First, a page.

IBM makes quantum computer available for free via the cloud

IBM announced it would allow researchers, programmers, and the general public to access and experiment with its quantum computer. While IBM’s current system contains just five qubits, it’s a fundamentally different type of computer than the D-Wave systems we’ve covered before.

D-Wave’s quantum annealer is best understood as a device that’s potentially faster than any classical computer at solving a specific set of problems. Measuring and defining the scenarios in which D-Wave outperforms classical systems is something Google and NASA have been doing for several years, but the sparsely connected topology of D-Wave systems limits its ability to solve real-world problems.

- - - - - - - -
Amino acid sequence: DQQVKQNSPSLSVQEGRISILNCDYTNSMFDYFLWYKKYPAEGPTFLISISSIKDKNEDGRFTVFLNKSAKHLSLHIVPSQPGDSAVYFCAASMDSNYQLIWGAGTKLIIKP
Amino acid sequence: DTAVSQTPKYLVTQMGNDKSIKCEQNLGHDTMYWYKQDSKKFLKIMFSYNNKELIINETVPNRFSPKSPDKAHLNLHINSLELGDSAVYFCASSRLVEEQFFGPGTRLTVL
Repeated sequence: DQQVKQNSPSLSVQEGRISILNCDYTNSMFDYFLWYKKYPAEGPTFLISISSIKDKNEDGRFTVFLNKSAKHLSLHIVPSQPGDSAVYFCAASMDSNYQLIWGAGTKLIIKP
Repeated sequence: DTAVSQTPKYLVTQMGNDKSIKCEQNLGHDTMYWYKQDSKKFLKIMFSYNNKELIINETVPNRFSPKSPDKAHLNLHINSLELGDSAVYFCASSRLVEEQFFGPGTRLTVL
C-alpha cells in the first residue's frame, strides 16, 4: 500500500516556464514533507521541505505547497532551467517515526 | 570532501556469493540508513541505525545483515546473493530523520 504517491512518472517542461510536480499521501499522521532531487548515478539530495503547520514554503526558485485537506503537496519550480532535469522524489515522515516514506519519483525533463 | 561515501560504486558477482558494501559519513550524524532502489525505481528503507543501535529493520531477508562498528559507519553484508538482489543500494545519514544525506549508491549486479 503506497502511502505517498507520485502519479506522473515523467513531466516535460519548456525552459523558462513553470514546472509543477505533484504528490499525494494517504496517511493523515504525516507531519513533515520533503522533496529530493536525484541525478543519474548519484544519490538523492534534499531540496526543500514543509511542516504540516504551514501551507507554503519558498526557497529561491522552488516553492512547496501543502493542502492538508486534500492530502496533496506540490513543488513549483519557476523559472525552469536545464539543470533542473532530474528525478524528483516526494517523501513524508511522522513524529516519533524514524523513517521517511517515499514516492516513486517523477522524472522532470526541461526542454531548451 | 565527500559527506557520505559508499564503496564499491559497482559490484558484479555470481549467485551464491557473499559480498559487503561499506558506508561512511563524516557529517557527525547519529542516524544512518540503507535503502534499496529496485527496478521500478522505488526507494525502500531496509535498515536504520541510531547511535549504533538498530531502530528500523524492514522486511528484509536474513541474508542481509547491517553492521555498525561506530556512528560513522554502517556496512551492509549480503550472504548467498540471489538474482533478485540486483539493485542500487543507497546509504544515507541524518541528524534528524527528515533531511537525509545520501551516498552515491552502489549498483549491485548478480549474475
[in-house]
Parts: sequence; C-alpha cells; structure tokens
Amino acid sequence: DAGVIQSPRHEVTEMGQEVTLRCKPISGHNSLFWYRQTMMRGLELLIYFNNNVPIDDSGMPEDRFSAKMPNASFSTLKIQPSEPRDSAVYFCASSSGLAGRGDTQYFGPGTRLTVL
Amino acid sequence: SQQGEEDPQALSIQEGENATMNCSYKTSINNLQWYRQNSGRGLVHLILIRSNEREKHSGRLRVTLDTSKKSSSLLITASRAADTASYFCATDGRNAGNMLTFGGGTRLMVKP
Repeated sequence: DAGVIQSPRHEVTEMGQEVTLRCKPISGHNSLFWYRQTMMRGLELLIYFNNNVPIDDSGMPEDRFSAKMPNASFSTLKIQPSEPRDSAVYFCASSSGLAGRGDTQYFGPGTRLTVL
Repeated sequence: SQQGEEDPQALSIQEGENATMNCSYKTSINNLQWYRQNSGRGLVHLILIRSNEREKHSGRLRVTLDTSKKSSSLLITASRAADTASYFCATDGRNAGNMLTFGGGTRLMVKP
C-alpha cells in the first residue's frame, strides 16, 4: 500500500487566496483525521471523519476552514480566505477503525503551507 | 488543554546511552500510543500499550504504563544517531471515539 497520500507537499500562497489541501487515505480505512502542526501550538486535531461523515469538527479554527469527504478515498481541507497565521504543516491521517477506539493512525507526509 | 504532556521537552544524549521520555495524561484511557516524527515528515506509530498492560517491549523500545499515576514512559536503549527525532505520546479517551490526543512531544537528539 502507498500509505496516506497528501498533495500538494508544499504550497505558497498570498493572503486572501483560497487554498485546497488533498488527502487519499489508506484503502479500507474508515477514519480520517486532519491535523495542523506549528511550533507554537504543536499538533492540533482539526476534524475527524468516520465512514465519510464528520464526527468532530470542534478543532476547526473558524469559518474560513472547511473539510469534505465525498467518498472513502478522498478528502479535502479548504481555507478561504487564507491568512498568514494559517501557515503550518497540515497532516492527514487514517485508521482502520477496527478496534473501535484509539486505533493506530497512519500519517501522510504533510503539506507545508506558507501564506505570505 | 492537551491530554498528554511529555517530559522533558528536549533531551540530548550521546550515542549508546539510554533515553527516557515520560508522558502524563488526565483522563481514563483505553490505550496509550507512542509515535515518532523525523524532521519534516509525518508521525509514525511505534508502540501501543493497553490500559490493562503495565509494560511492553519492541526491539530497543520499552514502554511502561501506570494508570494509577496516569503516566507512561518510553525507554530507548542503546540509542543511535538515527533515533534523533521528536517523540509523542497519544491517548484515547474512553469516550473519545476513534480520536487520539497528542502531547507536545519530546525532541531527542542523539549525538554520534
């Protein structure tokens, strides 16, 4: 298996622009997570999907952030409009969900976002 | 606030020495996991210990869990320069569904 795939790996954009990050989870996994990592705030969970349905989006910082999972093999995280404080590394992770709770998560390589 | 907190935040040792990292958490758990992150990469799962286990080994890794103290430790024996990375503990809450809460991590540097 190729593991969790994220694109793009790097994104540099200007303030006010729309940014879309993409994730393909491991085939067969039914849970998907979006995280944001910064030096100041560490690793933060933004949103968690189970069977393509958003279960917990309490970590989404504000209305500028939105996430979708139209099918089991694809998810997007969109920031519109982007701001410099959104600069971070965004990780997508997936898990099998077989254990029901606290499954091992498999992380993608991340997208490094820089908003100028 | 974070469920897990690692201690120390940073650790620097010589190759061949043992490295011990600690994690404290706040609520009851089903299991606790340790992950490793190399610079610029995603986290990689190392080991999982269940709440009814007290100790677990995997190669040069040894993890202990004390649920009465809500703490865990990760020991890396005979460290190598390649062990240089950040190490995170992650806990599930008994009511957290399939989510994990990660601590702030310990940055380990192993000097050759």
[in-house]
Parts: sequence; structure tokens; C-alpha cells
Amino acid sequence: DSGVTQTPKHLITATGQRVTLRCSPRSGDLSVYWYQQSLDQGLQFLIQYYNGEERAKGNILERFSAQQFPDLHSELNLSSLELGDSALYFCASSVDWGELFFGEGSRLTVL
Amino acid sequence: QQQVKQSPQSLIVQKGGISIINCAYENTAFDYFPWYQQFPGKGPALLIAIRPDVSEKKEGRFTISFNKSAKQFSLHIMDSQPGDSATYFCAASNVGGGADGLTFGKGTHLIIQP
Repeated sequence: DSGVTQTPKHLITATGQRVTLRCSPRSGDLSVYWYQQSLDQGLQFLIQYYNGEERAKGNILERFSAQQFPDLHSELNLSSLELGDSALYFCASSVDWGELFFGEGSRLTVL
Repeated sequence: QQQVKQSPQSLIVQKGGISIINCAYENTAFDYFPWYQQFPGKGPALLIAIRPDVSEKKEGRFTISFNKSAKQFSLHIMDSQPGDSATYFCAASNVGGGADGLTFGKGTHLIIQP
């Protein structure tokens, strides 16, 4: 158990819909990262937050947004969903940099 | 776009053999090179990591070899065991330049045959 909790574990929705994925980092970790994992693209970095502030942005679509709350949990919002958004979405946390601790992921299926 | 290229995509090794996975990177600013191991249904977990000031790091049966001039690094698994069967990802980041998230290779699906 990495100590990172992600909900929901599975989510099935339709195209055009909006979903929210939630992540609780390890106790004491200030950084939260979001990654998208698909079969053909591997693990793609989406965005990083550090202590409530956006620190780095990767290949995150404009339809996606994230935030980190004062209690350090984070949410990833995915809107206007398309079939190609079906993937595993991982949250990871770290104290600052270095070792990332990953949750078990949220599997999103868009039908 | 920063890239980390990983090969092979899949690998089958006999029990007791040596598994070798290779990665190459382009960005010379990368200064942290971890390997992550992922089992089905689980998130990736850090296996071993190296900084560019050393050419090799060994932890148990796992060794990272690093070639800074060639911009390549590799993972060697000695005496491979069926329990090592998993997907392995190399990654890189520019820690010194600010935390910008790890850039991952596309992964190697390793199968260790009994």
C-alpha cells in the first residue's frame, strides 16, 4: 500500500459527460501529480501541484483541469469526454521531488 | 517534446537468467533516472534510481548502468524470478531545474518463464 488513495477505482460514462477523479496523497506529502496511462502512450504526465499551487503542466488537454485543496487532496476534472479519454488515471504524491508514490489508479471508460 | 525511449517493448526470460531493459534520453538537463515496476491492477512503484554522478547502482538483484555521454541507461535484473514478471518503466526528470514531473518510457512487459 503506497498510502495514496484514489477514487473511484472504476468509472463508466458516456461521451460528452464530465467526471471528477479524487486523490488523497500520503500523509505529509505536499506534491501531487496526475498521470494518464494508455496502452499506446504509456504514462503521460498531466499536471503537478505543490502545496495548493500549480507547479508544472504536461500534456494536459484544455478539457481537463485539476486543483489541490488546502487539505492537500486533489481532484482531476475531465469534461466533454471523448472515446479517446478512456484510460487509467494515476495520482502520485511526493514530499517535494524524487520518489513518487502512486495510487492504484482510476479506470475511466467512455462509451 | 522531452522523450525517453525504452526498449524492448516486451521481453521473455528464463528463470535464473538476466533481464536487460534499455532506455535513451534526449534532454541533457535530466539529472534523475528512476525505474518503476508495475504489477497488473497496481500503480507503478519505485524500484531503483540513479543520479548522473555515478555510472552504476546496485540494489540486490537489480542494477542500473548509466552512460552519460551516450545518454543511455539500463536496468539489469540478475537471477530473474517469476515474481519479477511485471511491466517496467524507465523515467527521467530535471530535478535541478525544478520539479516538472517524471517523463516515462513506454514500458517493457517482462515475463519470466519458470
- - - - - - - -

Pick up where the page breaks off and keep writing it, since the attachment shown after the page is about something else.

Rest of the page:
IBM’s five-qubit system isn’t very useful for problem solving either, but it’s a universal quantum computer, by which IBM means its architecture could be used for solving a much larger class of problems, provided the number of qubits can be scaled upwards. What makes this particular computer so interesting, however, is that IBM has found a way to implement error-checking in hardware — and error-checking is absolutely essential in a quantum computer.



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